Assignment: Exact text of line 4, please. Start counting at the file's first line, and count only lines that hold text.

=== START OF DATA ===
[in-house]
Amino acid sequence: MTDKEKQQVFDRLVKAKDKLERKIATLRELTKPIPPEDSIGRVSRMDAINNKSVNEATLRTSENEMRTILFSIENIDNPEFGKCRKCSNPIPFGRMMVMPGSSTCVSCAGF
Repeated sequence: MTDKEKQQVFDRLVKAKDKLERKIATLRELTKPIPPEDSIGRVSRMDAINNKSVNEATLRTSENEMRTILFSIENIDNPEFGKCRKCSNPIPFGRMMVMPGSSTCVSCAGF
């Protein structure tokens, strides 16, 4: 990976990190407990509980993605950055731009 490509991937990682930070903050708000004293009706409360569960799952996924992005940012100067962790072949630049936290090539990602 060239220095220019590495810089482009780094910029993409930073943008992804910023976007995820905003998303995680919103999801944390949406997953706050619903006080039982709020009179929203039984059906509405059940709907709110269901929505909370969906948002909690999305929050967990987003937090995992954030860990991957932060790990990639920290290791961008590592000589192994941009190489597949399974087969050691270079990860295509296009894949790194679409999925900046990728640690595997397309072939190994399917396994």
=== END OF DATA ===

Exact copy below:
């Protein structure tokens, strides 16, 4: 990976990190407990509980993605950055731009 490509991937990682930070903050708000004293009706409360569960799952996924992005940012100067962790072949630049936290090539990602 060239220095220019590495810089482009780094910029993409930073943008992804910023976007995820905003998303995680919103999801944390949406997953706050619903006080039982709020009179929203039984059906509405059940709907709110269901929505909370969906948002909690999305929050967990987003937090995992954030860990991957932060790990990639920290290791961008590592000589192994941009190489597949399974087969050691270079990860295509296009894949790194679409999925900046990728640690595997397309072939190994399917396994």